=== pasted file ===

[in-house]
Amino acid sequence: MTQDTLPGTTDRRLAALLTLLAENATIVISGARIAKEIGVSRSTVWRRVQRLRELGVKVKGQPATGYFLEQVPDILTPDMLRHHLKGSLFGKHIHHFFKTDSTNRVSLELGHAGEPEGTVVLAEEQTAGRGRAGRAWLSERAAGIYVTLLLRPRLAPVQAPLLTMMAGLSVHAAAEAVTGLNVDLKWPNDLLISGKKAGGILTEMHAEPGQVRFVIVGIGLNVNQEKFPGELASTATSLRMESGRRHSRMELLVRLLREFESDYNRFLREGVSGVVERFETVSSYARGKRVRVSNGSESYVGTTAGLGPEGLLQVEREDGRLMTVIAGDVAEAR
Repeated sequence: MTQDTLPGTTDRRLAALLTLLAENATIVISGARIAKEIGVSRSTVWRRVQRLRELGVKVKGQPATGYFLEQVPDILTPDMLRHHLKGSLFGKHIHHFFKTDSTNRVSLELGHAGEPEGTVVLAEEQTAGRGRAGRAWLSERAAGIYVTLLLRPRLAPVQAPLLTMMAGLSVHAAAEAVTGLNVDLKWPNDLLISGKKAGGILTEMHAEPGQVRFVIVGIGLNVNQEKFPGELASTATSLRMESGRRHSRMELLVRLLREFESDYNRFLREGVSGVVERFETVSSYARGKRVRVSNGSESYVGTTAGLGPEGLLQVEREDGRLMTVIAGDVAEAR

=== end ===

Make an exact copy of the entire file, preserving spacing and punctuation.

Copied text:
[in-house]
Amino acid sequence: MTQDTLPGTTDRRLAALLTLLAENATIVISGARIAKEIGVSRSTVWRRVQRLRELGVKVKGQPATGYFLEQVPDILTPDMLRHHLKGSLFGKHIHHFFKTDSTNRVSLELGHAGEPEGTVVLAEEQTAGRGRAGRAWLSERAAGIYVTLLLRPRLAPVQAPLLTMMAGLSVHAAAEAVTGLNVDLKWPNDLLISGKKAGGILTEMHAEPGQVRFVIVGIGLNVNQEKFPGELASTATSLRMESGRRHSRMELLVRLLREFESDYNRFLREGVSGVVERFETVSSYARGKRVRVSNGSESYVGTTAGLGPEGLLQVEREDGRLMTVIAGDVAEAR
Repeated sequence: MTQDTLPGTTDRRLAALLTLLAENATIVISGARIAKEIGVSRSTVWRRVQRLRELGVKVKGQPATGYFLEQVPDILTPDMLRHHLKGSLFGKHIHHFFKTDSTNRVSLELGHAGEPEGTVVLAEEQTAGRGRAGRAWLSERAAGIYVTLLLRPRLAPVQAPLLTMMAGLSVHAAAEAVTGLNVDLKWPNDLLISGKKAGGILTEMHAEPGQVRFVIVGIGLNVNQEKFPGELASTATSLRMESGRRHSRMELLVRLLREFESDYNRFLREGVSGVVERFETVSSYARGKRVRVSNGSESYVGTTAGLGPEGLLQVEREDGRLMTVIAGDVAEAR